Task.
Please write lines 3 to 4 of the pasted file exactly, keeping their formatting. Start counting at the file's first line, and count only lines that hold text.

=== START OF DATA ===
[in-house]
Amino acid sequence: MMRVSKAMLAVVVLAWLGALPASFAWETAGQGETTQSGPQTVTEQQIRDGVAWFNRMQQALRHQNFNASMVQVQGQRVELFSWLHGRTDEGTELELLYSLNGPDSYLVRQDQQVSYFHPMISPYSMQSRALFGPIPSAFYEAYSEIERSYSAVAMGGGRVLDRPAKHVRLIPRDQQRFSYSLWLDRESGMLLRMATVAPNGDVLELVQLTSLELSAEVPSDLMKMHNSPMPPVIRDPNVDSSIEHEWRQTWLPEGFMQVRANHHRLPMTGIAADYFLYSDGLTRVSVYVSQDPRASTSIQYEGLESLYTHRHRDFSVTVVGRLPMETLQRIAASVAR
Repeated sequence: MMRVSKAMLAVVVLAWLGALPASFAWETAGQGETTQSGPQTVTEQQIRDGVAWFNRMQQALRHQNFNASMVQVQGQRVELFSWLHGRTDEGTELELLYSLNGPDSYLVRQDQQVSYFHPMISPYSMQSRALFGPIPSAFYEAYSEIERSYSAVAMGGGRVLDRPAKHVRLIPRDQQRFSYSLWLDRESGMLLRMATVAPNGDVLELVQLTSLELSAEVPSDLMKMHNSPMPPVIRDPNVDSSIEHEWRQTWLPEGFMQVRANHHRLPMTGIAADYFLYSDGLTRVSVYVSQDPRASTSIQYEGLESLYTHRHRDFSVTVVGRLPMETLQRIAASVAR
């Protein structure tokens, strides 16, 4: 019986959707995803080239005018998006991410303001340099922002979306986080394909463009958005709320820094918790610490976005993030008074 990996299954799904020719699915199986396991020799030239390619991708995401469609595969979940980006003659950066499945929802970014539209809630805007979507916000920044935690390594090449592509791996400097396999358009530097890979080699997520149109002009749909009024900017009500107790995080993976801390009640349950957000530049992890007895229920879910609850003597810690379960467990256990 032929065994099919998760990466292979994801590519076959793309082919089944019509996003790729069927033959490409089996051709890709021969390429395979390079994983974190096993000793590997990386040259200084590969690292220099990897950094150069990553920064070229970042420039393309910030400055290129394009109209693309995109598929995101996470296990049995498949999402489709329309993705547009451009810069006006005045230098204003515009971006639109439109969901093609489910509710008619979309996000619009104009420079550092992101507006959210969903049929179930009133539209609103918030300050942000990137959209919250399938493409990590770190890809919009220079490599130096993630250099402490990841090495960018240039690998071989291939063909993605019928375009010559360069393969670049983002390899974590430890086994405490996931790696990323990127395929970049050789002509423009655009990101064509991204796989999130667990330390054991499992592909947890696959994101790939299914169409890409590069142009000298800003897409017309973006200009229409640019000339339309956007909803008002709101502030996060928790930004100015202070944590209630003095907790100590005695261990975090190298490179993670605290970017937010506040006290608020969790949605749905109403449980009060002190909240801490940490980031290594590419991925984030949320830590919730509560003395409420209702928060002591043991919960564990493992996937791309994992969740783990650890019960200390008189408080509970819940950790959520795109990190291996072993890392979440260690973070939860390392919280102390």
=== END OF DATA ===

Repeated sequence: MMRVSKAMLAVVVLAWLGALPASFAWETAGQGETTQSGPQTVTEQQIRDGVAWFNRMQQALRHQNFNASMVQVQGQRVELFSWLHGRTDEGTELELLYSLNGPDSYLVRQDQQVSYFHPMISPYSMQSRALFGPIPSAFYEAYSEIERSYSAVAMGGGRVLDRPAKHVRLIPRDQQRFSYSLWLDRESGMLLRMATVAPNGDVLELVQLTSLELSAEVPSDLMKMHNSPMPPVIRDPNVDSSIEHEWRQTWLPEGFMQVRANHHRLPMTGIAADYFLYSDGLTRVSVYVSQDPRASTSIQYEGLESLYTHRHRDFSVTVVGRLPMETLQRIAASVAR
């Protein structure tokens, strides 16, 4: 019986959707995803080239005018998006991410303001340099922002979306986080394909463009958005709320820094918790610490976005993030008074 990996299954799904020719699915199986396991020799030239390619991708995401469609595969979940980006003659950066499945929802970014539209809630805007979507916000920044935690390594090449592509791996400097396999358009530097890979080699997520149109002009749909009024900017009500107790995080993976801390009640349950957000530049992890007895229920879910609850003597810690379960467990256990 032929065994099919998760990466292979994801590519076959793309082919089944019509996003790729069927033959490409089996051709890709021969390429395979390079994983974190096993000793590997990386040259200084590969690292220099990897950094150069990553920064070229970042420039393309910030400055290129394009109209693309995109598929995101996470296990049995498949999402489709329309993705547009451009810069006006005045230098204003515009971006639109439109969901093609489910509710008619979309996000619009104009420079550092992101507006959210969903049929179930009133539209609103918030300050942000990137959209919250399938493409990590770190890809919009220079490599130096993630250099402490990841090495960018240039690998071989291939063909993605019928375009010559360069393969670049983002390899974590430890086994405490996931790696990323990127395929970049050789002509423009655009990101064509991204796989999130667990330390054991499992592909947890696959994101790939299914169409890409590069142009000298800003897409017309973006200009229409640019000339339309956007909803008002709101502030996060928790930004100015202070944590209630003095907790100590005695261990975090190298490179993670605290970017937010506040006290608020969790949605749905109403449980009060002190909240801490940490980031290594590419991925984030949320830590919730509560003395409420209702928060002591043991919960564990493992996937791309994992969740783990650890019960200390008189408080509970819940950790959520795109990190291996072993890392979440260690973070939860390392919280102390």